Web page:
The measures, introduced on Saturday, are the latest attempt to make amends with the African community following reports that Africans were being forcibly quarantined, kicked out of their homes and denied service in shops and hotels under the guise of controlling the spread of Covid-19.
McDonald’s in China was forced to apologise last month after a store in Guangzhou, the provincial capital, posted signs prohibiting black people from entering.
On Saturday provincial officials in Guangdong called on representatives of industry to “resolutely oppose racism”, at a meeting between African diplomats and local business representatives.
The local government said service providers in the province were not allowed to treat Chinese and foreigners differently, or discriminate based on nationality, race, gender or skin colour, according to a report on the meeting by state media published on Sunday.
The measures told landlords that they could not adjust the terms of a rental agreement, or withhold renters’ deposits.
Taxi and bus drivers were warned that those refusing rides to customers would be investigated and punished.
The reports also said the government had set up a 24-hour hotline for foreigners to report discrimination, though the number was not published in the report.
The measures also laid out new options for foreigners having trouble with the health app system that allows people to enter public areas.
Local regulations require residents to register their health status with an app and scan a code before entering parks, restaurants and public transport.
The measures said foreigners who had trouble using the app could now enter public areas if they had no fever and could provide one of three forms of documentation: a negative result of a nucleic acid test for Covid-19 performed in the last seven days, a notice of release from medical isolation within the last seven days, or the presentation of a valid form of identification and registration of personal information.
The meeting was attended by representatives of the restaurant, hotel and transport industries and African diplomats, including representatives from Mali, Ethiopia, Ghana and Senegal. The representatives thanked the provincial authorities, according to the reports.
China’s relations with several African countries took a turn for the worst after reports of widespread discrimination against black people in the province first emerged.
Maximus Ogbonna, president of the Association of Nigerian Community in China, welcomed the new measures but said they did not go far enough.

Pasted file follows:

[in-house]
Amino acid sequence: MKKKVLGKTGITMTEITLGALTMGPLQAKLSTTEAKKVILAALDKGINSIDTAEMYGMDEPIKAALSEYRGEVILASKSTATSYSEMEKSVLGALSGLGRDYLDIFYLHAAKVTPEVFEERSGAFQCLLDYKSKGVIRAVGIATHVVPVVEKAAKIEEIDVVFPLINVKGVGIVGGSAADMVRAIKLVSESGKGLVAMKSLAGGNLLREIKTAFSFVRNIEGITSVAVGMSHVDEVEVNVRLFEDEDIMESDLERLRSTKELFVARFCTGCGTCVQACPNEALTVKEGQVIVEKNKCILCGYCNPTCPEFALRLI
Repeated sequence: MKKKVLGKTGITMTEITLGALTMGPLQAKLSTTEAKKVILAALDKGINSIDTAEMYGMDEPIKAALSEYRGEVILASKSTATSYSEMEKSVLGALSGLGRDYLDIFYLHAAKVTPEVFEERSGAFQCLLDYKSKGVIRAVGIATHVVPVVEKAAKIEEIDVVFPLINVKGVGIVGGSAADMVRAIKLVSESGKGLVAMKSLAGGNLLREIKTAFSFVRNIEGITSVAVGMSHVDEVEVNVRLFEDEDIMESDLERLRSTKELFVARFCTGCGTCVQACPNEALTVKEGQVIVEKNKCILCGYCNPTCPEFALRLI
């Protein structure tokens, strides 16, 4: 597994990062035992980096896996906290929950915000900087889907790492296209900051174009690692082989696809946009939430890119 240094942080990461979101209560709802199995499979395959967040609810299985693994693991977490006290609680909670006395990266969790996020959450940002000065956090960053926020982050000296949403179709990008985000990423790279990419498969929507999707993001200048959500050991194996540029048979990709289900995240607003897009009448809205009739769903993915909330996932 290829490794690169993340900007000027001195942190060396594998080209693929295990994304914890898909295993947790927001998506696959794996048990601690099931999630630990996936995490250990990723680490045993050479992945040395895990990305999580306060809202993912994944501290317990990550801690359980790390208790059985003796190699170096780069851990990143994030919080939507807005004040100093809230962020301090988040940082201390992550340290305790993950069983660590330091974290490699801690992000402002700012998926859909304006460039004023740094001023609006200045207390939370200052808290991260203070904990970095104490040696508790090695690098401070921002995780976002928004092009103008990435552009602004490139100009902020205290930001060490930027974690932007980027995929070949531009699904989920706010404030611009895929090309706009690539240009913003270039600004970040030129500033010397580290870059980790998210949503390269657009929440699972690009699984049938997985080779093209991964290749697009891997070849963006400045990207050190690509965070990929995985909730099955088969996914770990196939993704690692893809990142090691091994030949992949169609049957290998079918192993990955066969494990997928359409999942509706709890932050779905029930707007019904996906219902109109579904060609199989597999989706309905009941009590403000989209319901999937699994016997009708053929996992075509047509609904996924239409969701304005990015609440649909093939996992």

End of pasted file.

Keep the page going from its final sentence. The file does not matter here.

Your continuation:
He said he was sure that specific fines for landlords who refused to rent to Africans or cab divers who refused to take black passengers would help.
He also said he had received many calls from Africans who were frustrated with the constant testing, and questioned whether the new option to providing weekly proof of testing was a feasible one, saying: “Does it mean people will need to take the test every seven days?”
Ogbonna was also saddened by the change in attitudes towards Africans. “The locals are still avoiding black people,” he said “When they see black people, they will turn their back or run away, as if the black person is carrying the Covid-19!
“It’s funny – sometimes the Chinese person who used to be a friend has changed. This is just not normal.”
Ogbonna added that many Africans who want to return home are suffering from the economic impact of the lockdown.
“Recently, many Africans visas have expired, but the Chinese authorities are only planning to give them one-month extensions,” he added. “[But] they will need at least two to three months to get their affairs in order before they can leave China.”
A group of African ambassadors in Beijing demanded “the cessation of forceful testing, quarantine and other inhuman treatments meted out to Africans,” in a letter drafted in mid-April.
The letter was followed by a statement from China’s foreign ministry spokesperson Zhao Lijian, promising that Guangdong authorities were “working promptly to improve their working method”.
and said they were having trouble renting flats or were being stopped from entering restaurants and supermarkets.